- Saban says "I'm a one-issue guy and my issue is Israel".
It is difficult to imagine that the Brookings-Saban Center will be a think-tank that will represent or research the Middle East with the interests of the broad base of the Democratic party in mind.
Source: Andrew Ross Sorkin, "Schlepping to Moguldom", New York Times, September 5, 2004.
Money received July 1, 2005 – June 30, 2006
$1,000,000 and above:
- The Brown Foundation, Inc.
- Annie E. Casey Foundation
- Ford Foundation
- The William and Flora Hewlett Foundation
- Living Cities, Inc.
- The Bernard & Irene Schwartz Foundation Inc.
- John L. Thornton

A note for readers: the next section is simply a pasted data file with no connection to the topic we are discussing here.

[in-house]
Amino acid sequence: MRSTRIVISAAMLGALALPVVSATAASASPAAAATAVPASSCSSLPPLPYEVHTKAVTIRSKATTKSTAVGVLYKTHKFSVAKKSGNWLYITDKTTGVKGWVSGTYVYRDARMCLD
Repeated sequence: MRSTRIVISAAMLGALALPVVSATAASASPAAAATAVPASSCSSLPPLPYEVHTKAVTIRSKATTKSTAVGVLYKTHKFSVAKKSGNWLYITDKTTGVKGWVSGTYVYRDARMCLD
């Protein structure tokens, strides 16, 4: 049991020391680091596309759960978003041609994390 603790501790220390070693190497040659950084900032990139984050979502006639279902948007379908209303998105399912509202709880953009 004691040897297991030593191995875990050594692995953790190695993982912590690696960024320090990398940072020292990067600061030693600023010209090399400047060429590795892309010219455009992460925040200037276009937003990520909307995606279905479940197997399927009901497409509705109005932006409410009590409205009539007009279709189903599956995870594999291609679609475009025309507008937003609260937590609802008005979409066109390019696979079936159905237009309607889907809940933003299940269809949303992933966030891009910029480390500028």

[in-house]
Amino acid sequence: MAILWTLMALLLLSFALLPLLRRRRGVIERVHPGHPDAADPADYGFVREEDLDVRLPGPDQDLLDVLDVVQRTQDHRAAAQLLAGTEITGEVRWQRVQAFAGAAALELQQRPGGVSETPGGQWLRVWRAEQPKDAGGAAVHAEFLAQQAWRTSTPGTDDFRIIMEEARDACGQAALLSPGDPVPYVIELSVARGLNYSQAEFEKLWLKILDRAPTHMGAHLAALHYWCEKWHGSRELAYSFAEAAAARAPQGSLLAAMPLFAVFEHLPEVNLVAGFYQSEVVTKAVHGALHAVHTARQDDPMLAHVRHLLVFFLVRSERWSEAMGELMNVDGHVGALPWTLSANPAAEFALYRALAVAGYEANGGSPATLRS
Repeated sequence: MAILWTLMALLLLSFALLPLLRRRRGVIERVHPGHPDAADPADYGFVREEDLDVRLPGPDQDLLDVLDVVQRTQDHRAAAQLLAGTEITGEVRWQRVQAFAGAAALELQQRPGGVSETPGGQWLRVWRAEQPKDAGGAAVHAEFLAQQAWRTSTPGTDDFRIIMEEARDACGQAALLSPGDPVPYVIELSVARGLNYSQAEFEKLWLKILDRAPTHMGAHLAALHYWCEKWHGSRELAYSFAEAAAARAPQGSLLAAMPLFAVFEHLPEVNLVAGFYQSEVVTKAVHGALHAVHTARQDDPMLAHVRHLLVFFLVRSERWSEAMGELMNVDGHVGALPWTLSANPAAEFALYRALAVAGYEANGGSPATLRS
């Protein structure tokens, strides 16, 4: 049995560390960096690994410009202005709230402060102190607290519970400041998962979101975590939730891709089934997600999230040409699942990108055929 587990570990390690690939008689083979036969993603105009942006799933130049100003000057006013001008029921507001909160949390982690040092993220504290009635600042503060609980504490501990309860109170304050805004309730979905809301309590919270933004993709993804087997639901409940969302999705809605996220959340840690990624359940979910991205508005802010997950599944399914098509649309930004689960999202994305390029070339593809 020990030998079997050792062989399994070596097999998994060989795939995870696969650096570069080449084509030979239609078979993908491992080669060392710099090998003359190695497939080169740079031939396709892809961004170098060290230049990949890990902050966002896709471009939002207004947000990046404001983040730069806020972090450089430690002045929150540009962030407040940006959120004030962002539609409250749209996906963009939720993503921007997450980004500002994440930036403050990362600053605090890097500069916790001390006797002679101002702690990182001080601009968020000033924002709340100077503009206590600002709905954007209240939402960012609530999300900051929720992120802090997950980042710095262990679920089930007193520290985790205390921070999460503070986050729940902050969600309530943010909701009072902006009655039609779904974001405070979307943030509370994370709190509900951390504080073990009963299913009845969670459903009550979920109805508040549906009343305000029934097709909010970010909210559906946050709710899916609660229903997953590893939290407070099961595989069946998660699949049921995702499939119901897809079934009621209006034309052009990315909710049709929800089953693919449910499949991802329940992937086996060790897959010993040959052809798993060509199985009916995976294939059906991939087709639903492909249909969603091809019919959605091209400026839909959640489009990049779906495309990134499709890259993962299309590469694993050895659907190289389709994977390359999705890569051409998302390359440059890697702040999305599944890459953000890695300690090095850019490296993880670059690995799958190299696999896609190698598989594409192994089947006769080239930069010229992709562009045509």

- James D. Wolfensohn
$500,000 – $999,999:
- Steven L. Bing
- Department for International Development, United Kingdom
- The John D. & Catherine T. MacArthur Foundation
- The Pew Charitable Trusts
Sometimes corporations give directly and sometimes through their foundations. Note that money can flow from a corporation to a foundation, then from that foundation to another foundation, and finally to a think tank. Brookings Institution also has categories $250,000 – $499,999, $100,000 – $249,999, etc. A small sampling of others giving these lesser amounts (in order of their listing):
- Carnegie Corporation of New York
- Fannie Mae Foundation
- John S. and James L. Knight Foundation
- Claude R. Lambe Charitable Foundation
- Charles Stewart Mott Foundation
- Embassy of Qatar
- The Rockefeller Foundation
- Cheryl and Haim Saban
- Taipei Economic and Cultural Representative Office
- United Nations
- U.S. Chamber of Commerce
- Richard C. Blum and Senator Dianne Feinstein
- Boston College
- Exxon Mobil Corporation
- State Farm Insurance Companies